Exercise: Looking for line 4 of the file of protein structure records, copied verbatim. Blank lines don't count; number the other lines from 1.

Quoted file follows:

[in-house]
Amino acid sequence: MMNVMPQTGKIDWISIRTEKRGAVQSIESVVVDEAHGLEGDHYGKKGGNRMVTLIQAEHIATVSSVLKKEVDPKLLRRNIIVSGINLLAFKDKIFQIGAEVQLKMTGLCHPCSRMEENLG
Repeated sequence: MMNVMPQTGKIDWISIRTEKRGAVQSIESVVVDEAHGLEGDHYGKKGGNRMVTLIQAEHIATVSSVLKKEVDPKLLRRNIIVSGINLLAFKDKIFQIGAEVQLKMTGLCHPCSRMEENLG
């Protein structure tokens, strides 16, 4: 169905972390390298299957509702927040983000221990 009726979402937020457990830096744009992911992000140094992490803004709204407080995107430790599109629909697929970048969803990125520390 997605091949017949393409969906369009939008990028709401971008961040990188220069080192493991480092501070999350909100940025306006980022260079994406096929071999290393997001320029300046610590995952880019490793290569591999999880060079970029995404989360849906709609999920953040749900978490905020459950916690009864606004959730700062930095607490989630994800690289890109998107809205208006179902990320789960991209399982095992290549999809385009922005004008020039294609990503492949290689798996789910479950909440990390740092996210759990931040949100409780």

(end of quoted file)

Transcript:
């Protein structure tokens, strides 16, 4: 169905972390390298299957509702927040983000221990 009726979402937020457990830096744009992911992000140094992490803004709204407080995107430790599109629909697929970048969803990125520390 997605091949017949393409969906369009939008990028709401971008961040990188220069080192493991480092501070999350909100940025306006980022260079994406096929071999290393997001320029300046610590995952880019490793290569591999999880060079970029995404989360849906709609999920953040749900978490905020459950916690009864606004959730700062930095607490989630994800690289890109998107809205208006179902990320789960991209399982095992290549999809385009922005004008020039294609990503492949290689798996789910479950909440990390740092996210759990931040949100409780």